|Original Dutch oven|
In the American West of the Cowboy era the cook in charge of the Chuck wagon on the cattle drives would have had a whole set of these in his Conestoga wagon. Click the link above to see how that was done. One can cook anything in an American Dutch Oven--stews, roasts, vegetables, biscuits, bread and even dessert!
Now days this term is used for any cast iron enameled cook pot with a tight fitting lid. These pots can be very, very expensive. For example the British department store John Lewis sell the typical Le Creuset cast iron enameled Round Casserole large enough to bake this bread for £165.00. I purchased mine from Ikea for £40.00 three years ago. It is the large 5 quart cast iron enameled cooking pot which is a staple of their cookware.
|My model assisting in the photo shoot!|
My friend Chrisi Kincaid back in Pullman, Washington brought this Famous NY Times No knead bread recipe to my attention back in 2006. I've never been a fan of bread, using it mainly for the occasional piece of toast and a sandwich but that's it. Then I tried this bread recipe and I was hooked! It comes out every time and the round boule has that artisan flavor and texture so beloved and so difficult for home bakers to achieve--browned crispy crust that shatters when you bit into it and a lovely, yeasty, chewy texture with air holes throughout. REAL bread!
|My Ikea cast iron enameled "dutch oven"|
I usually sprinkle the top of my bread with a mixture of mustard, poppy, and sesame seeds, but over the years I've also mixed shredded cheese and diced green Chiles, various seeds, and three cheeses into my dough while prepping for the final rise (freshly shredded Parmesan, extra mature cheddar, and Asiago) and brought it to table warm and sliced to accompany a good meal. It makes excellent crostini and we like it for sandwiches too. It doesn't last long so I usually bake a loaf 2-3 times a week which is no hardship when bread is this easy to make and tastes this fabulous.
My recipe differs from that of the original above in the link because I add 1 Tablespoon of dry active yeast to my flour. Otherwise it has trouble rising in a home (or boat) with varying temperatures. I also put my rising dough bowl on top of my fridge as that is one of the consistently warm places on our boat. I would even wrap the bowl in a towel if necessary to keep it warm.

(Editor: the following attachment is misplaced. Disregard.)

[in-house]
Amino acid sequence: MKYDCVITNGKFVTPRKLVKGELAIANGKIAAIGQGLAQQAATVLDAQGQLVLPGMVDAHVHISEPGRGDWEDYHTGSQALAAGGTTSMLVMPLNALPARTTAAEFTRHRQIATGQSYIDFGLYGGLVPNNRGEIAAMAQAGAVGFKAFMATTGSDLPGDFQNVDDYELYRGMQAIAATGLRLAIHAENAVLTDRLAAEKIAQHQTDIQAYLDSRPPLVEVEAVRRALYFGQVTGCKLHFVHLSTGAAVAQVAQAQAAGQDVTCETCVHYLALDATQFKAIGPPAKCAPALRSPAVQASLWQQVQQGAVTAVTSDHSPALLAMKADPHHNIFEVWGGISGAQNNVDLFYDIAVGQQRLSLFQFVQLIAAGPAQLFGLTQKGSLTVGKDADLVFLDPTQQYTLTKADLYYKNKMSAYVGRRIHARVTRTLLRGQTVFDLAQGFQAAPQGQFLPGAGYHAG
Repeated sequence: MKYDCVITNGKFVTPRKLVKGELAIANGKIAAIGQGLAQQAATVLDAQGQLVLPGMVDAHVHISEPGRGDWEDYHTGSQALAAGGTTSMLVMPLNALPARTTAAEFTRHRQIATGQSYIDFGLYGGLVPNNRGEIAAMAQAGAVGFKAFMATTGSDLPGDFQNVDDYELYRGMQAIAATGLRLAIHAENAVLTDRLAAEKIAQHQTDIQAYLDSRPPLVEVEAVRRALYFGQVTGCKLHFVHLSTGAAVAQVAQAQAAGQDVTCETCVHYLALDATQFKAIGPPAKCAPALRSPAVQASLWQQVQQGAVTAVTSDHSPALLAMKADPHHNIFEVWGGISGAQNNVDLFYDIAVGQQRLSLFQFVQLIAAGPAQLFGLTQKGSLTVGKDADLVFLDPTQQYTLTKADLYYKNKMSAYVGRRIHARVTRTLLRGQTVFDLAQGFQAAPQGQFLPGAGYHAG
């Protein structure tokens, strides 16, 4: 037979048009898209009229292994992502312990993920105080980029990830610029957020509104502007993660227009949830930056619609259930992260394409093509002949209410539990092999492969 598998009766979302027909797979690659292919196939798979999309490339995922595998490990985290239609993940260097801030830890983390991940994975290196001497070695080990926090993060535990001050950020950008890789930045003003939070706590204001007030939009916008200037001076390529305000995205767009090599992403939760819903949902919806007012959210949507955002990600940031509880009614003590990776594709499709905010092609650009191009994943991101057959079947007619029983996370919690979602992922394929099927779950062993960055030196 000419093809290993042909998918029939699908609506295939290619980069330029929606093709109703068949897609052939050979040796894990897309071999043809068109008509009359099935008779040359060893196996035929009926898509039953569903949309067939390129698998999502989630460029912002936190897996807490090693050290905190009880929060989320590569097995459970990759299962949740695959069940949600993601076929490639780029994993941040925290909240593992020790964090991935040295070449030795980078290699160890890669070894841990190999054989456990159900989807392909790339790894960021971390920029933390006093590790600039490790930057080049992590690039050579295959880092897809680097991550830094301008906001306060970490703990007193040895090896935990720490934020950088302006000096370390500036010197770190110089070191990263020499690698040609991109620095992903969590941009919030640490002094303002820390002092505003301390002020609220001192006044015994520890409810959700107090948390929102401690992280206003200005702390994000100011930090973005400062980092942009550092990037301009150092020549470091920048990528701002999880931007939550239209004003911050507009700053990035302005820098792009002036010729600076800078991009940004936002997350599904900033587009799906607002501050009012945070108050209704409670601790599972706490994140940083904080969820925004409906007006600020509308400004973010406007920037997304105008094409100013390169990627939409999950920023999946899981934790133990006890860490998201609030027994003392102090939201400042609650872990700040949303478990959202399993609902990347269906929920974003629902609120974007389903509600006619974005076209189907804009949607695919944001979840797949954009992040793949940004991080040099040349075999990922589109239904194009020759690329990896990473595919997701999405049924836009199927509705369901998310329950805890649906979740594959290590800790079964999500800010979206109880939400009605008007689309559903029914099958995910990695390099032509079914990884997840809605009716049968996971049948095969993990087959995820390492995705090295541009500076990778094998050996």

3 cups of extra strong bread flour or plain flour
1 teaspoon of salt
1 Tablespoon of active dry yeast
1 and 1/2 cups of warm water
Mix dry ingredients with a spoon, add warm water and mix well until all the dry ingredients are wet and well incorporated. Cover and let rise minimum of 12 hours-maximum of 18 hours. Plastic shower hats work great to cover bread dough.
Scoop out dough onto well floured counter top and give it about five to eight gentle kneads. Now is the time to add any extras like seeds, raisins, spices, cheese, Chiles, etc. Shape into a round boule or ball, and set it on a large sheet of baking or parchment paper and cover with a dish towel. Let rise for 30 minutes.
While the dough is rising put your dutch oven with the lid on, in your oven and preheat both oven and pan together to thirty minutes at 450F or gas mark 7.
When the 30 minutes is up carefully pull your very hot pot from the oven, remove the lid. Take the dish towel off your risen bread dough, (wet the surface with a brush and sprinkle with seeds, cheese or salt now), score the top with a sharp knife and place the dough and the parchment paper in the hot dutch oven. This is why its good to use a large sheet of baking paper so you can grab it by the corners. Put the lid on (it doesn't matter if paper is sticking out as long as the lid is on tight) and place your pot back inside the oven. Bake for 30 minutes with the lid on and then remove the lid and let the bread finish baking for another 15-20 minutes. Remove the pan from the oven, remove the bread from the pan, peel the parchment paper away and allow the bread to cool on a wire rack.
Slice bread into long slices about a in inch in width, and then slice each piece in half. Cut at least two long slices for each person (four half pieces). Butter one side of each piece. Either sprinkle garlic powder over each buttered slice or fresh minced garlic--depends on how garlicky you like it and how upscale you want it to taste. Sprinkle each buttered, seasoned slice with liberal amounts of grated Reggiano-Parmesano, Asiago, or Grana Padano cheese and place the slices under the broiler. Broil on high for about two minutes--long enough for the cheese to bubble and brown a bit. Serve hot or cold--either way its addictive and satisfying. Crostini is great with soups, stew, or gravy--anything needing a mopped up plate. It is also a wonderful way to use a bit of bread that is a few days old and beginning to dry out.